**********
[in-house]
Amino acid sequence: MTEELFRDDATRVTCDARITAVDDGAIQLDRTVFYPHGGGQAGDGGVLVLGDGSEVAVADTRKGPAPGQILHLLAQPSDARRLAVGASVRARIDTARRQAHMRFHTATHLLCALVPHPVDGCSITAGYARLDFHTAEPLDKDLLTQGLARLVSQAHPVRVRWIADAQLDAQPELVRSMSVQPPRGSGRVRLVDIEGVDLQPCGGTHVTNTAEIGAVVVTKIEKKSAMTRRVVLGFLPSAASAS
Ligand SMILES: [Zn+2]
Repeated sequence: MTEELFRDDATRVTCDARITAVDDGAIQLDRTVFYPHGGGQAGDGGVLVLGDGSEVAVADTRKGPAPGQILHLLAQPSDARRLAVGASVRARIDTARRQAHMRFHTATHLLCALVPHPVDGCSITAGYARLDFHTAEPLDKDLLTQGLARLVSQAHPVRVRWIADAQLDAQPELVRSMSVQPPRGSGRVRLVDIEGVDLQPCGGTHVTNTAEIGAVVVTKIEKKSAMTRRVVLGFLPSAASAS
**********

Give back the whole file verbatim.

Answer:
[in-house]
Amino acid sequence: MTEELFRDDATRVTCDARITAVDDGAIQLDRTVFYPHGGGQAGDGGVLVLGDGSEVAVADTRKGPAPGQILHLLAQPSDARRLAVGASVRARIDTARRQAHMRFHTATHLLCALVPHPVDGCSITAGYARLDFHTAEPLDKDLLTQGLARLVSQAHPVRVRWIADAQLDAQPELVRSMSVQPPRGSGRVRLVDIEGVDLQPCGGTHVTNTAEIGAVVVTKIEKKSAMTRRVVLGFLPSAASAS
Ligand SMILES: [Zn+2]
Repeated sequence: MTEELFRDDATRVTCDARITAVDDGAIQLDRTVFYPHGGGQAGDGGVLVLGDGSEVAVADTRKGPAPGQILHLLAQPSDARRLAVGASVRARIDTARRQAHMRFHTATHLLCALVPHPVDGCSITAGYARLDFHTAEPLDKDLLTQGLARLVSQAHPVRVRWIADAQLDAQPELVRSMSVQPPRGSGRVRLVDIEGVDLQPCGGTHVTNTAEIGAVVVTKIEKKSAMTRRVVLGFLPSAASAS